U.S. President Donald Trump on Monday blocked microchip maker Broadcom Ltd’s proposed takeover of Qualcomm Inc over fears of Chinese dominance of 5G mobile communications.
The presidential order reflected a calculation that the United States’ lead in creating technology and setting standards for the next generation of mobile cell phone communications would be lost to China if Singapore-based Broadcom took over San Diego-based Qualcomm, according to a White House official.
Qualcomm has emerged as one of the biggest competitors to China’s Huawei Technologies Co in the sector, making Qualcomm a prized asset.
Qualcomm had earlier rebuffed Broadcom’s $117 billion bid, which was under investigation by the U.S. Committee on Foreign Investment in the United States (CFIUS), a multi-agency panel led by the Treasury Department that reviews the national security implications of acquisitions of U.S. corporations by foreign companies.
In a letter on March 5, CFIUS said it was investigating whether Broadcom would starve Qualcomm of research dollars that would allow it to compete and also cited the risk of Broadcom’s relationship with“third party foreign entities.”
While it did not identify those entities, the letter repeatedly described Qualcomm as the leading company in so-called 5G technology development and standard setting.
“A shift to Chinese dominance in 5G would have substantial negative national security consequences for the United States,” CFIUS said.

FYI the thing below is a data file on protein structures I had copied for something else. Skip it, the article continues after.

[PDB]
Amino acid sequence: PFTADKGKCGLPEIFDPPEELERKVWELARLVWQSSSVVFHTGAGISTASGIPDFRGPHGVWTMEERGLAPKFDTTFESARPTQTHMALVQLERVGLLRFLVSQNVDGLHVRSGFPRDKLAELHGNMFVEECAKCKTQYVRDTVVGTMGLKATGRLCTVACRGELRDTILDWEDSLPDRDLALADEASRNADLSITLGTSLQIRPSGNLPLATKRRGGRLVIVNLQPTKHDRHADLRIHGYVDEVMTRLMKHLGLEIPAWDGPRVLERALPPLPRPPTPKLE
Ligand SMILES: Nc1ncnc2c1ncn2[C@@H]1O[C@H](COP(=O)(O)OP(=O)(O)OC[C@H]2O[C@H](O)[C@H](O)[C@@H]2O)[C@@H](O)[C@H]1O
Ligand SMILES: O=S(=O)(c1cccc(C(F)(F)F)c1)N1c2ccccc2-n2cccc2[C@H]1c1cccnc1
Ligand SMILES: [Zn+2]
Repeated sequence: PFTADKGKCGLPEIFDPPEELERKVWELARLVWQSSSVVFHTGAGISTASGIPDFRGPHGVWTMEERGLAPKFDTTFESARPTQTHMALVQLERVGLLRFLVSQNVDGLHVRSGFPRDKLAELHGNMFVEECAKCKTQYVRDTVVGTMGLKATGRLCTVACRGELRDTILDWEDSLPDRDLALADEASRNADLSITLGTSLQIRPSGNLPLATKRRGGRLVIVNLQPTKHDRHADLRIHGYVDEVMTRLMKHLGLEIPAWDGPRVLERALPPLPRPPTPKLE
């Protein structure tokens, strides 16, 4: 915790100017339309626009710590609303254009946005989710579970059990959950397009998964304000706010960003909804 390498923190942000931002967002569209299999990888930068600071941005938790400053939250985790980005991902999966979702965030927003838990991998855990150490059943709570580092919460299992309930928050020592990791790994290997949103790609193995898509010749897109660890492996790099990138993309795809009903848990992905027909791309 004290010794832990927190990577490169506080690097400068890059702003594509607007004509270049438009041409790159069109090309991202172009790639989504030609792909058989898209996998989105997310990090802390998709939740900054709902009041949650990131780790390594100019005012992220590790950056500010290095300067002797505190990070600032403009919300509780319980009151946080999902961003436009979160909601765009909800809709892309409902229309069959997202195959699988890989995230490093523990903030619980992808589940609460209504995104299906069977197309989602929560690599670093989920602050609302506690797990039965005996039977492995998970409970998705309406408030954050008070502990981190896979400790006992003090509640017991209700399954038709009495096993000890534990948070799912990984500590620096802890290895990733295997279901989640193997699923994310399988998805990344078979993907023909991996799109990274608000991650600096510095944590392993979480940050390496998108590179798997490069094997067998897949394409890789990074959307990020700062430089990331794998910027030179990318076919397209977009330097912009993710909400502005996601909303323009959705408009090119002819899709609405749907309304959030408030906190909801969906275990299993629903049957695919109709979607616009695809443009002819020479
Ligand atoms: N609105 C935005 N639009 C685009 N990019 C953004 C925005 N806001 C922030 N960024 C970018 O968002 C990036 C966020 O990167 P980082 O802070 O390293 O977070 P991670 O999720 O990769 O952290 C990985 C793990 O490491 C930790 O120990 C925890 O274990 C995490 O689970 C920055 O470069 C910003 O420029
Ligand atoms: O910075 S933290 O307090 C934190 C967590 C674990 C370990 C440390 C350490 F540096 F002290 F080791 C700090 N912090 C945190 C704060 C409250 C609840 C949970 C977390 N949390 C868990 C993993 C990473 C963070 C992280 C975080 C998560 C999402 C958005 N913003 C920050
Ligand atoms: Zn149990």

“While the United States remains dominant in the standards-setting space currently, China would likely compete robustly to fill any void left by Qualcomm as a result of this hostile takeover.”
A White House official on Monday confirmed that the national security concerns related to the risks of Broadcom’s relationship with third party foreign entities.
A source familiar with CFIUS’ thinking had said that, if the deal was completed, the U.S. military was concerned that within 10 years,“there would essentially be a dominant player in all of these technologies and that’s essentially Huawei, and then the American carriers would have no choice. They would just have to buy Huawei (equipment).”
Huawei has been forging closer commercial ties with big telecom operators across Europe and Asia, putting it in prime position to lead the global race for 5G networks despite U.S. concerns.
Huawei has a dominant position in China, which is set to become the world’s biggest 5G market by far, and has also made inroads in the rest of world to compete with rivals such as Ericsson and Nokia in several lucrative markets, including countries that are longstanding U.S. allies.